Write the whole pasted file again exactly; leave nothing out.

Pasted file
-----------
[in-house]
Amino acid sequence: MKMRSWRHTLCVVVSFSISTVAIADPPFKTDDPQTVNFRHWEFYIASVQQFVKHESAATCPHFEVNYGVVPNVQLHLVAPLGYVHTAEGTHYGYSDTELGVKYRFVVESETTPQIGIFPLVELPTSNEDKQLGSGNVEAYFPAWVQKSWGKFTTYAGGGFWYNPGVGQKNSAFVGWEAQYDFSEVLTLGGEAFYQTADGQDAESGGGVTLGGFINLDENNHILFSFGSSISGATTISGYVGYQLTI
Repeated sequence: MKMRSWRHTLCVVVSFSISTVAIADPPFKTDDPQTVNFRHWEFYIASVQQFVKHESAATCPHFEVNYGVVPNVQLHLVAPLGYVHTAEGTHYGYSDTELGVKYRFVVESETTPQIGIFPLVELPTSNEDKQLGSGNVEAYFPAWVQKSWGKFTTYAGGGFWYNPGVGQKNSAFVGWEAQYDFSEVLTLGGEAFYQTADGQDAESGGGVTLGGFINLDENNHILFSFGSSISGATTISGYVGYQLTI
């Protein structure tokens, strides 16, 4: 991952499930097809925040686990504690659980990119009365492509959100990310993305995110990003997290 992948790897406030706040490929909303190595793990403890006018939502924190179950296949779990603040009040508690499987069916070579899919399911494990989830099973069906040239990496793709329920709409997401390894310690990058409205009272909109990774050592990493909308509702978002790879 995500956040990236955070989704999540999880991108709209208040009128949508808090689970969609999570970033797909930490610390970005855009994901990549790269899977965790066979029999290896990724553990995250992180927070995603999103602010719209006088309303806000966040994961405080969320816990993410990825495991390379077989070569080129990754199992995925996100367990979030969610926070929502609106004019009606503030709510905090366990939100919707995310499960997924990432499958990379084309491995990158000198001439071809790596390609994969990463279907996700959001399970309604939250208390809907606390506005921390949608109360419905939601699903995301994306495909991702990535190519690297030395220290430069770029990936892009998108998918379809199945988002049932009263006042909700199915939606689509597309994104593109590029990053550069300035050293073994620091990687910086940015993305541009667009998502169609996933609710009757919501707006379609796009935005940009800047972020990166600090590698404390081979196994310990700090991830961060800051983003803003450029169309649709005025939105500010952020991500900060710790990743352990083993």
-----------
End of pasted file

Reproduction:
[in-house]
Amino acid sequence: MKMRSWRHTLCVVVSFSISTVAIADPPFKTDDPQTVNFRHWEFYIASVQQFVKHESAATCPHFEVNYGVVPNVQLHLVAPLGYVHTAEGTHYGYSDTELGVKYRFVVESETTPQIGIFPLVELPTSNEDKQLGSGNVEAYFPAWVQKSWGKFTTYAGGGFWYNPGVGQKNSAFVGWEAQYDFSEVLTLGGEAFYQTADGQDAESGGGVTLGGFINLDENNHILFSFGSSISGATTISGYVGYQLTI
Repeated sequence: MKMRSWRHTLCVVVSFSISTVAIADPPFKTDDPQTVNFRHWEFYIASVQQFVKHESAATCPHFEVNYGVVPNVQLHLVAPLGYVHTAEGTHYGYSDTELGVKYRFVVESETTPQIGIFPLVELPTSNEDKQLGSGNVEAYFPAWVQKSWGKFTTYAGGGFWYNPGVGQKNSAFVGWEAQYDFSEVLTLGGEAFYQTADGQDAESGGGVTLGGFINLDENNHILFSFGSSISGATTISGYVGYQLTI
């Protein structure tokens, strides 16, 4: 991952499930097809925040686990504690659980990119009365492509959100990310993305995110990003997290 992948790897406030706040490929909303190595793990403890006018939502924190179950296949779990603040009040508690499987069916070579899919399911494990989830099973069906040239990496793709329920709409997401390894310690990058409205009272909109990774050592990493909308509702978002790879 995500956040990236955070989704999540999880991108709209208040009128949508808090689970969609999570970033797909930490610390970005855009994901990549790269899977965790066979029999290896990724553990995250992180927070995603999103602010719209006088309303806000966040994961405080969320816990993410990825495991390379077989070569080129990754199992995925996100367990979030969610926070929502609106004019009606503030709510905090366990939100919707995310499960997924990432499958990379084309491995990158000198001439071809790596390609994969990463279907996700959001399970309604939250208390809907606390506005921390949608109360419905939601699903995301994306495909991702990535190519690297030395220290430069770029990936892009998108998918379809199945988002049932009263006042909700199915939606689509597309994104593109590029990053550069300035050293073994620091990687910086940015993305541009667009998502169609996933609710009757919501707006379609796009935005940009800047972020990166600090590698404390081979196994310990700090991830961060800051983003803003450029169309649709005025939105500010952020991500900060710790990743352990083993």